I just came across a website called Triple Pundit, a hairy-legged, tree hugging website that apparently cares as much about the environment as it does about commerce. What do they think this is, the 21st century? 🙂
The article that caught my attention was about the environmental atrocity that is aluminum mining, and how craft beer’s recent shift to selling beer in cans may sully the industry’s otherwise sparkling reputation for being green. This is news to me, as I’ve heard lots of folks saying how much better cans are for the environment. According to the article, every step of the aluminum mining, manufacturing and raw material transportation is awful for the planet and craft brewers who use cans are promoting this destruction.
So bottles are the way to go then, right? Not so fast, because another article on the same site makes it clear that there is no easy way to determine if cans or bottles are better for Mother Earth. Here’s an excerpt that encapsulates the debate. I’ve kept their links active because they point to some good source material:
In evaluating the environmental impact of cans versus bottles, there are many factors to consider, including raw material sourcing, processing techniques, recycling rates, the distance of the container manufacturer to the brewery, and the distance of the brewery to the distribution point.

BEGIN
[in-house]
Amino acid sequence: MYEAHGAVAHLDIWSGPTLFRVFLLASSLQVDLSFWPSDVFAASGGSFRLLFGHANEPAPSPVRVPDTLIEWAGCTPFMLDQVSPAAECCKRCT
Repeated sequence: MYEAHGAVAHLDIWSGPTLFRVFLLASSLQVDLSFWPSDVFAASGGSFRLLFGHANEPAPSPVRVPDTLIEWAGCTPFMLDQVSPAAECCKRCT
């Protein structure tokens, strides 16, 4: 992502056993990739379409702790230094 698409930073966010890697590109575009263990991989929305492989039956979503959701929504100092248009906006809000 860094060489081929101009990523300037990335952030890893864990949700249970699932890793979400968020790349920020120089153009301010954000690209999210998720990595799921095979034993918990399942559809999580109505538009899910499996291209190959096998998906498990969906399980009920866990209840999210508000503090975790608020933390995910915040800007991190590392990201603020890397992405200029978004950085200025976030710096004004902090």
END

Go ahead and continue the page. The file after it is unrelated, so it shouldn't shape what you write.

Most certainly, manufacturing aluminum cans is extremely resource intensive. The mining, refining, processing and transporting of bauxite ore, from which aluminum is derived, leaves an extensive trail of carbon emissions in its wake. Contrastingly, bottles are made from the more abundant resource silica and glass processing has lower overall emissions rates.
However, the recycling rate for glass in the US is only 28% compared to the nearly 55% recycling rate for aluminum cans. Moreover, beer bottles contain only 20-30% recycled glass in comparison to the average beer can that is made of 40% recycled aluminum. Recycled aluminum requires 95% less energy and produces 95% less greenhouse gas emissions than manufacturing new aluminum.
So aluminum wreaks havoc on the environment when it’s produced, but cans are recycled at double the rate of bottles and they are 95% less resource-intensive to recycle. Add to this the fact that cans are lighter and therefore require less energy to ship to the store shelves, and the water in this debate becomes muddier than the slurry running off a buaxite mine.
I think the only respectable thing for me to do is to get a kegerator and buy my beer exclusively in reusable corny kegs. I’m sure my wife will understand. Don’t be pissed honey, I’m saving the planet!